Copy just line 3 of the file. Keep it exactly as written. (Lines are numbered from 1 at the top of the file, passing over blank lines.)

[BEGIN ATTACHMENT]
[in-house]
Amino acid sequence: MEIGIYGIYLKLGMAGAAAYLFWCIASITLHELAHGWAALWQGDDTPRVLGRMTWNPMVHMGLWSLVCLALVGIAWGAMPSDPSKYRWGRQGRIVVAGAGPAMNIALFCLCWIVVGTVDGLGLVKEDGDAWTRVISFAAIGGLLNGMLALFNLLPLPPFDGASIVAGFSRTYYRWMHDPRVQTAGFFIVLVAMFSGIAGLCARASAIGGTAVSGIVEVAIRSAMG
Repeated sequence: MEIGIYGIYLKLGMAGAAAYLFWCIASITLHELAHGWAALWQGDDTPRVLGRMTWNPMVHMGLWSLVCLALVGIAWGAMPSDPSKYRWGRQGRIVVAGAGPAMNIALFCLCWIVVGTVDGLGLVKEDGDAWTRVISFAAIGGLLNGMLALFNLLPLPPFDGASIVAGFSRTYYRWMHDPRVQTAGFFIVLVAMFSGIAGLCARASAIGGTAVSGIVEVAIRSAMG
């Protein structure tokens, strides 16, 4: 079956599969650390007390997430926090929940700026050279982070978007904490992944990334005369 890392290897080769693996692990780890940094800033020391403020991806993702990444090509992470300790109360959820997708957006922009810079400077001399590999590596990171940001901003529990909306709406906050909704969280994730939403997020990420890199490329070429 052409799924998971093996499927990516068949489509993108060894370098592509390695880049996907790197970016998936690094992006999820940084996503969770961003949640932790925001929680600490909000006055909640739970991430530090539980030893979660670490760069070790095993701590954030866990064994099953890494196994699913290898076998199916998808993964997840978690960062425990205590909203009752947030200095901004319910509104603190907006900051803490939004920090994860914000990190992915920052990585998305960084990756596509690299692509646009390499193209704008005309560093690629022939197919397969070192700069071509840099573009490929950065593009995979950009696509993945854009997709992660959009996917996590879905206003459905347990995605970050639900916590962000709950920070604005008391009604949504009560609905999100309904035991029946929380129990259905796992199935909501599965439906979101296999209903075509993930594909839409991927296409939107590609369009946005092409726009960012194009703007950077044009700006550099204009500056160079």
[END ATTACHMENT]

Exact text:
Repeated sequence: MEIGIYGIYLKLGMAGAAAYLFWCIASITLHELAHGWAALWQGDDTPRVLGRMTWNPMVHMGLWSLVCLALVGIAWGAMPSDPSKYRWGRQGRIVVAGAGPAMNIALFCLCWIVVGTVDGLGLVKEDGDAWTRVISFAAIGGLLNGMLALFNLLPLPPFDGASIVAGFSRTYYRWMHDPRVQTAGFFIVLVAMFSGIAGLCARASAIGGTAVSGIVEVAIRSAMG